The Indian Government, in February 2021, introduced the Information Technology (Intermediary Guidelines and Digital Media Ethics Code) Rules 2021 (the Digital Media Ethics Code) to address growing concerns around lack of transparency, accountability and the rights of users relating to digital media and to regulate entities that store or transmit data on behalf of other persons which includes internet or telecom service providers, online marketplaces, and social media platforms. These entities are referred to as “intermediaries”. The following are the salient features of the Digital Media Ethics Code.

  • All intermediaries are now required to observe the following: 
  • Informing users about rules and regulations, privacy policy, and terms and conditions for usage of its services. 
  • Blocking access to unlawful information within 36 hours upon an order from the Court, or the government.
  • Retaining information collected for the registration of a user for 180 days after cancellation or withdrawal of registration. Further, the Intermediaries are required to report cybersecurity incidents and share related information with the Indian Computer Emergency Response Team.

 

  • Additionally, for large intermediaries, additional due diligence shall be observed. This includes: 
  • Appointing a chief compliance officer to ensure compliance with the Information Technology Act and the Digital Media Ethics Code, a nodal contact person and a resident grievance officer.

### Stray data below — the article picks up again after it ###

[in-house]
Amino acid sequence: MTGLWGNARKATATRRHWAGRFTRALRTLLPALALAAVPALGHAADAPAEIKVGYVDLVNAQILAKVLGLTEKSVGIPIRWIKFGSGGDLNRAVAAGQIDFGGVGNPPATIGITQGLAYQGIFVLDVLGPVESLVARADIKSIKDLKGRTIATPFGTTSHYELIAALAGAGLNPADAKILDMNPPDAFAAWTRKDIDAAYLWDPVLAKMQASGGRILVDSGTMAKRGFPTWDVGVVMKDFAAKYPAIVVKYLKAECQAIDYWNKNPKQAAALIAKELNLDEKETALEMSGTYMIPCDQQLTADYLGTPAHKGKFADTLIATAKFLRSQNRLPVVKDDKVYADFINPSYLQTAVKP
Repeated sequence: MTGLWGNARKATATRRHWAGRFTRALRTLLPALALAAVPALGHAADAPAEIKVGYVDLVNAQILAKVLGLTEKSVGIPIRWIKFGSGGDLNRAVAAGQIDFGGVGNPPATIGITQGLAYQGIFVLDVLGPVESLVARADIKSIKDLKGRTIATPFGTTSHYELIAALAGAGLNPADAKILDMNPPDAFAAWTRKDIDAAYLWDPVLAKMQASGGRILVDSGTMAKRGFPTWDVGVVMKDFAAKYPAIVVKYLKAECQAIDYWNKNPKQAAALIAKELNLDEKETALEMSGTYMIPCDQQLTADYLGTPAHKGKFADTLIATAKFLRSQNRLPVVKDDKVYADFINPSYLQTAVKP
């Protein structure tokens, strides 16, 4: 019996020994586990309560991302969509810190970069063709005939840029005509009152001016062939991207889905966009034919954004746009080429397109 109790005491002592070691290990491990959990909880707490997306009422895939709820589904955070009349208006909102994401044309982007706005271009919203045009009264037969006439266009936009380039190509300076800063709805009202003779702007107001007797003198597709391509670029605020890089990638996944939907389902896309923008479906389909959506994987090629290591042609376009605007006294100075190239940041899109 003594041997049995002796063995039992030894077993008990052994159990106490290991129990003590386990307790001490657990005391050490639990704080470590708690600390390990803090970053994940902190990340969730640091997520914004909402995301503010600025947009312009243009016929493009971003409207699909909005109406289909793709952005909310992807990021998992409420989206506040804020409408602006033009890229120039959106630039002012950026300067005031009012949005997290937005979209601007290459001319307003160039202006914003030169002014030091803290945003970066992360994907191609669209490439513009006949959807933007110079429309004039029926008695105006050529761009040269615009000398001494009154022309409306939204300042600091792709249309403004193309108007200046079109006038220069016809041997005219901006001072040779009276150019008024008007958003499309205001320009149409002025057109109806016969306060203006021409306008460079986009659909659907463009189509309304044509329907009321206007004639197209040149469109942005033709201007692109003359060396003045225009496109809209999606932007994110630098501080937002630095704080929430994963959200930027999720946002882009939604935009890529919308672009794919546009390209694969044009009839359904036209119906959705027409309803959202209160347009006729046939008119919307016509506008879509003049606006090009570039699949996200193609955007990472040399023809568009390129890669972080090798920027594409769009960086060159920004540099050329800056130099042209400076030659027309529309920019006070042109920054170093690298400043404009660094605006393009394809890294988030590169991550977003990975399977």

• Publishing a monthly compliance report on complaints received, action taken, and content removed.
  • Having a physical contact address in India which shall be published on its website or mobile application or both.

 

  • For intermediaries that provide messaging as a primary service, they must enable the identification of the first originator of the information on their platform. If the first originator is located outside India, the first originator of that information within India will be deemed to be the first originator.

 

  • Notably, in case of digital media publishers relating to news and OTT content publishers, a three-tier grievance redressal mechanism shall be put in place for dealing with complaints regarding its content.

 

  • Offensive content by the social media intermediary should be removed either (i) voluntarily, (ii) based on a complaint or grievance or (iii) pursuant to an order of a court or government notification.

 

  •  In the event of a social media platform removing a user’s content on its own, it will have to provide prior intimation for the same to the user along with explanation/ reasons for taking such action. Further, the users will be given opportunity to dispute such action taken by any intermediary.

 

An online news portal has approached the Delhi High Court challenging the new rules. The matter is sub judice.

 

Digital Payments Guidelines